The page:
By David Parmenter

It is concerning that many organizations run their enterprise without shared and communicated CSFs. For this to happen there has to be a serious misunderstanding.  I have set out in Exhibit 1 some common misunderstandings.




Exhibit 1 Common misunderstanding regarding critical success factors (extract from the CSFs toolkit)

Common Misunderstandings Better practice solution
Thinking that “We already know our CSFs” It is common for the executive team to believe they and everybody else knows the CSFs. I often joke that I could ask a CEO on consecutive days “What are your CSFs?” and I would get slightly different answers each day.

Most organizations know their success factors; however, few have:

  • Worded their success factors appropriately.
  • Segregated the success factors from their outcome statements.
  • Prioritized their success factors to find their critical ones—their operational CSFs.
  • Communicated the operational CSFs to staff to achieve better alignment.


Mixing critical success factors and external outcomes We need both CSFs and external outcomes, albeit in two separate lists.  The problem is that in most exercises I have observed the of list success factors includes, in error, some external outcomes. It is important that the KPI team read the section on “Distinguishing between critical success factors and external outcomes” a number of times, so they are clear about the difference.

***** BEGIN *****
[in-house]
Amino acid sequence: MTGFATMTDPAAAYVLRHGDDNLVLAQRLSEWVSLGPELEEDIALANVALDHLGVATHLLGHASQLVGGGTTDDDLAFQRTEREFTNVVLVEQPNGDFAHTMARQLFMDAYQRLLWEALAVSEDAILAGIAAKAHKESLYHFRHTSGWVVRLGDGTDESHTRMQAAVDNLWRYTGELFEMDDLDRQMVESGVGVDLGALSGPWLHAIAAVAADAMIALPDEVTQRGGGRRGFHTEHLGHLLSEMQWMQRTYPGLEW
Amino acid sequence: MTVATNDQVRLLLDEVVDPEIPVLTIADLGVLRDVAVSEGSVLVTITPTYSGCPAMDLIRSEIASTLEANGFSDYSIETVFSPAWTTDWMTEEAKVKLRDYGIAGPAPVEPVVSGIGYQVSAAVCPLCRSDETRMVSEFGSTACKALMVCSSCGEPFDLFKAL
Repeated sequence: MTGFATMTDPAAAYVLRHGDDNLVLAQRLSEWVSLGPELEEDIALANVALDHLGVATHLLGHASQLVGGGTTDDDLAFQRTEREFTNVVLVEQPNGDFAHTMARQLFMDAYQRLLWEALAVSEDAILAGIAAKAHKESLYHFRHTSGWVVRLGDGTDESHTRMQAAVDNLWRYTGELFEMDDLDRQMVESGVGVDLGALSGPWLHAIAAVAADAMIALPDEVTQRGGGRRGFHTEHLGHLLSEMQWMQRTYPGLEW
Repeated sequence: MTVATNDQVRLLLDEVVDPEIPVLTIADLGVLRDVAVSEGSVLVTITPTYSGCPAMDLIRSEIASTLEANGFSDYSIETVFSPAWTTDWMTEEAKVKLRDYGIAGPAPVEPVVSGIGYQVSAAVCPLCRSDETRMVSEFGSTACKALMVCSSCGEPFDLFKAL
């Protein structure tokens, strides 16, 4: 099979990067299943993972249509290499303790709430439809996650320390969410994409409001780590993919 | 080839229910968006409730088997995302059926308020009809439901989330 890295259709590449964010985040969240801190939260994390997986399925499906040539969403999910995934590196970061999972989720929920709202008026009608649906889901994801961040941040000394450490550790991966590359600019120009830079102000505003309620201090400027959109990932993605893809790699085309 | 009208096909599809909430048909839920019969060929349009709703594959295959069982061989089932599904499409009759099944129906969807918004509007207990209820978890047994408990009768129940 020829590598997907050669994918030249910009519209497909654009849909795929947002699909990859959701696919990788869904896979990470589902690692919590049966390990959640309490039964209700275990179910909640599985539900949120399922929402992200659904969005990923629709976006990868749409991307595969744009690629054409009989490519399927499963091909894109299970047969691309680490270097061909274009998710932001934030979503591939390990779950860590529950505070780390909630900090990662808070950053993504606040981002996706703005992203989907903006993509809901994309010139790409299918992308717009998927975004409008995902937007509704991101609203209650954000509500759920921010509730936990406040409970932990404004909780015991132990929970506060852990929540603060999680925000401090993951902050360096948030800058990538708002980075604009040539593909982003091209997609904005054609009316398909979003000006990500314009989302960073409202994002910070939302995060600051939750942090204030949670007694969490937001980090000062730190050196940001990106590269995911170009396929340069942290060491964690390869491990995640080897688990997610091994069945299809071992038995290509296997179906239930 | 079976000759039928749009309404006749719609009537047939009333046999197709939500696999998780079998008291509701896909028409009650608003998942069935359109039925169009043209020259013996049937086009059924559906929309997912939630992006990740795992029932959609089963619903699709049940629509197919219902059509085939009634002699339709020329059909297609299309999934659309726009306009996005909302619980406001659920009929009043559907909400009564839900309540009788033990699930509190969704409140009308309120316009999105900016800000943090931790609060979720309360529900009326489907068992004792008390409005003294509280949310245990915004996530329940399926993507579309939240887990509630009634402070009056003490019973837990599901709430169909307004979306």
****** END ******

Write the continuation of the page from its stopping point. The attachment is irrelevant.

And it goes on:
Too many CSFs Limit to eight to ten Critical Success Factors

After twenty years using this approach I have found the magic number is between eight to ten, regardless of the organization’s size. However, for a conglomerate in the private sector, (the CSFs will largely be industry-specific (e.g., the CSFs for an airline are different from the CSFs for a retail store). So, each company would have some specific CSFs and some group-worded CSFs, adding up to a number within the 8-10 recommended limit.

A set for each division Only One Set of Critical Success Factors for The Organization

To create alignment between teams in an organisation, there must be only one set of between five and eight critical success factors (CSFs) for the entity. You will have chaos if you allow teams, departments, or divisions to create their own operational CSFs.

Calling them KRAs Critical Success Factors Are Not Key Result Areas

In job descriptions, you can often find the words “key result areas” (KRAs), often mistaken for CSFs. I believe that job descriptions should have a new section pointing out the organisation’s CSFs and how the incumbent should maximize alignment of their duties with them.

This would help to clarify the difference between KRAs and CSFs. The KRAs are those duties and tasks that the incumbent must be able to perform, and the organisational CSFs are the guiding force ensuring that all staff, every day, treat activities that align well with the CSFs as a priority.

Thinking that you can be at peak performance without having a common understanding of your CSFs Performance management cannot function optimally without a common understanding of your CSFs.

Without CSFs, performance measurement, monitoring, and reporting will be a series of random processes, creating a small army of measurers producing numerous numbing reports. Very few, if any, of the measures in these reports contain the characteristics of “winning KPIs.”


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